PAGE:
Dr. Meryem Suzan Rosita Kalayci

Genocide Research Network Launched at Oxford University


OXFORD, UK — A new initiative to study the Armenian Genocide and its connections to the world today was launched at Pembroke College with a string quartet concert in the Pichette Auditorium on March 9.

The Oxford Network of Armenian Genocide Research (ONAGR), the brainchild of Dr. Meryem Suzan Rosita Kalayci, hopes to foster new research directions in the study of the Armenian genocide, while making it part of global conversations about human rights, witness and genocide prevention.

Co-founder of the network Prof. Theo Maarten van Lint, Calouste Gulbenkian Professor of Armenian Studies, in his introductory remarks explained the purpose of the new project: “Combining the wealth of Armenia’s multi-millennia cultural legacy, cutting-edge research in genocide and post-genocide reality represents a significant development in Armenian Studies not only in the University of Oxford but for academia in the country and beyond, as well as in wider society.”

Prof. Theo Maarten van Lint

The Chilingirian String Quartet presented a unique program to the diverse audience made of students, faculty members, college representatives and members of communities in Oxford and London. A selection of Armenian compositions by Komitas, Aslamazian and Mansourian were presented for the first time in Oxford.

In her remarks, Kalayci appealed to the minds and hearts of the audience. “The history of the Armenian Genocide is the history of a war that never ended. The history of a region that never saw peace,” she said, adding that not much has changed in the last one hundred years. “Even the images [of suffering] we see remain the same: the only difference is that now we see them in color and on our social media feeds.”

Conflicts in the Middle East — from the Armenian Genocide during WWI to what is happening in Syria today — have resulted in millions of victims and displaced communities. Surviving victims “have witnessed a world that most of us have not begun to face and never wish to,” Kalayci underlined. “We should remind ourselves that they have paid for our freedom. We owe to them to never look away.” She then called upon everyone “to open the borders of our hearts, minds, houses, colleges, universities and countries to prevent history from repeating itself. There is no other way.”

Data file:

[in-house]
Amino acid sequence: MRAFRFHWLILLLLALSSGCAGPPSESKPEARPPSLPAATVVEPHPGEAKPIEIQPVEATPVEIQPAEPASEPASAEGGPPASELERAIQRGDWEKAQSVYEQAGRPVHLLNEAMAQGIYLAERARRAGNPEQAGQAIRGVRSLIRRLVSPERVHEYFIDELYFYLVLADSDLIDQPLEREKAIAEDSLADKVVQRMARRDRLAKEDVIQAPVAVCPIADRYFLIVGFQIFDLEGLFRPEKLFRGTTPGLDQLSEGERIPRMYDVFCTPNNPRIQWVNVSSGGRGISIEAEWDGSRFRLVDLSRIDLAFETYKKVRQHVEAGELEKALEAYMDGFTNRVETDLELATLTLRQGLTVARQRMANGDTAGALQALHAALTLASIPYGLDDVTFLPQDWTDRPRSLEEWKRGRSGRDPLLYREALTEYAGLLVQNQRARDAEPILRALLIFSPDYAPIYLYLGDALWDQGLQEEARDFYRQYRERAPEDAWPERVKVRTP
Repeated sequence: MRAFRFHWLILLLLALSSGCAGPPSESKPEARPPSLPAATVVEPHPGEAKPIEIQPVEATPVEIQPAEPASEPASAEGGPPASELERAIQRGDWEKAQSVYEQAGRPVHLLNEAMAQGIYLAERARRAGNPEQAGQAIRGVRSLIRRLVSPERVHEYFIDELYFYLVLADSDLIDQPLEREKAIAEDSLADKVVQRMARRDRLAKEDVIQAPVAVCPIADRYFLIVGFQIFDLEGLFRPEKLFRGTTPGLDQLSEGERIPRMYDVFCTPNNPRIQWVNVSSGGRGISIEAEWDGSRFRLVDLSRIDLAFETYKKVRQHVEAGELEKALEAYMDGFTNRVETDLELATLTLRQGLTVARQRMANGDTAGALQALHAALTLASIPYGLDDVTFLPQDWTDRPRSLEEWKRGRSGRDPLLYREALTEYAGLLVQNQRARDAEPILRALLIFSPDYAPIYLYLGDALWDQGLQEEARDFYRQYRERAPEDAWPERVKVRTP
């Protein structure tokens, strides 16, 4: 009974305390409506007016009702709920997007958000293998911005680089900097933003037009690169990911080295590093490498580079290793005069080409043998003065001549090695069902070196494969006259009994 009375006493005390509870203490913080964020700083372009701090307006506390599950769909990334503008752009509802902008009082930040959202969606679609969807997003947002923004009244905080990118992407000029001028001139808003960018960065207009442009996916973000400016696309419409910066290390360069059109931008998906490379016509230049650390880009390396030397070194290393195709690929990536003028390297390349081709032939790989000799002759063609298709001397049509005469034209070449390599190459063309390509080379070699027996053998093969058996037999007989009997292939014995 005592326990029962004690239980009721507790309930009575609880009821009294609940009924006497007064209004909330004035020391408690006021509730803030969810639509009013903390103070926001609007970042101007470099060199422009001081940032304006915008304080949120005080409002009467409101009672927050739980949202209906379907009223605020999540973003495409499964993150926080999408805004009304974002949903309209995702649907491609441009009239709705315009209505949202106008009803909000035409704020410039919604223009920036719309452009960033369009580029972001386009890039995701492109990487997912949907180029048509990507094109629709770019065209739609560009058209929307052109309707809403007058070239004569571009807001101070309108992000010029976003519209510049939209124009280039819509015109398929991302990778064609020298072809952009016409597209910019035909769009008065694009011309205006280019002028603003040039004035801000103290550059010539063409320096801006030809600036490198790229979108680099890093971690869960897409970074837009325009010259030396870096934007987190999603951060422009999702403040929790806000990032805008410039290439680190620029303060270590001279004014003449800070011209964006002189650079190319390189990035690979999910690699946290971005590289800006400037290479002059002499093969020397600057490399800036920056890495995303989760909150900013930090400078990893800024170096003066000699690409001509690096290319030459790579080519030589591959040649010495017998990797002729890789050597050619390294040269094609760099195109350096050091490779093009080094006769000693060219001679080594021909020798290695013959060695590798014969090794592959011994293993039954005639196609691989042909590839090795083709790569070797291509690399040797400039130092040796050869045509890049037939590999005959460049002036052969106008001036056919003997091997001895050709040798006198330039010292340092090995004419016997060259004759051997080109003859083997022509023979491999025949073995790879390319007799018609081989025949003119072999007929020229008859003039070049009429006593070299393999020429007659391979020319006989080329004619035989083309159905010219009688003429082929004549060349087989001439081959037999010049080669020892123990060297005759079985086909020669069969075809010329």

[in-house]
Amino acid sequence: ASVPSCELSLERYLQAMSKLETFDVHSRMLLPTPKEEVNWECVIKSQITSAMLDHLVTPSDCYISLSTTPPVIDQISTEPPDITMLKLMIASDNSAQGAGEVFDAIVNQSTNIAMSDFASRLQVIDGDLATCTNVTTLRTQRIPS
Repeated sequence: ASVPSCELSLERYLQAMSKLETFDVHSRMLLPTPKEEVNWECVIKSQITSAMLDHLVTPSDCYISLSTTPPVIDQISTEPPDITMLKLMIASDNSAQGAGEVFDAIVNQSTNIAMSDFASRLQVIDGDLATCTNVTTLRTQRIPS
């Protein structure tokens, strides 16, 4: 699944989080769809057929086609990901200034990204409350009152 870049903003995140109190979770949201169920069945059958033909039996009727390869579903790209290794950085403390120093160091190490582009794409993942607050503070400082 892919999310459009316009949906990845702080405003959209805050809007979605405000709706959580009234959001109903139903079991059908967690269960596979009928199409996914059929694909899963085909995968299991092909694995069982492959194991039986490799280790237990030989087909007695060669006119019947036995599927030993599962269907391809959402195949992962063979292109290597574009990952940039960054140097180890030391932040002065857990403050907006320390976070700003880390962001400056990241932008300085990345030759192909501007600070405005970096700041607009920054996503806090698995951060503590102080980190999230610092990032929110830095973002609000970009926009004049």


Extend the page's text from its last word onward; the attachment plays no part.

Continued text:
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While a brand new research network, ONAGR has already established partnerships with a number of international institutions in locations such as Berlin, Istanbul, Yerevan, Paris and Los Angeles. In June 2019, ONAGR was chosen as one of three networks to be supported by the Oxford Research Centre in the Humanities (TORCH) and has received further funding from the Humanities Cultural Project Fund to create a pop-up Syrian library in the middle of Oxford during Trinity Term 2020. In addition, through extra funding from the John Fell Fund and the British Academy, ONAGR is working with the Oral History Archives at Columbia University (OHAC) to facilitate the digitization and transcription of the latter’s Armenian Oral History Project collection, which is expected to be completed by June 2020.

When asked why should ONAGR study the Armenian Genocide and its relevance to contemporary times, “It is not for the sake of history,” said Dr. Hratch Tchilingirian, a scholar of Armenian Studies in Oxford, “but more crucially to save the future.”

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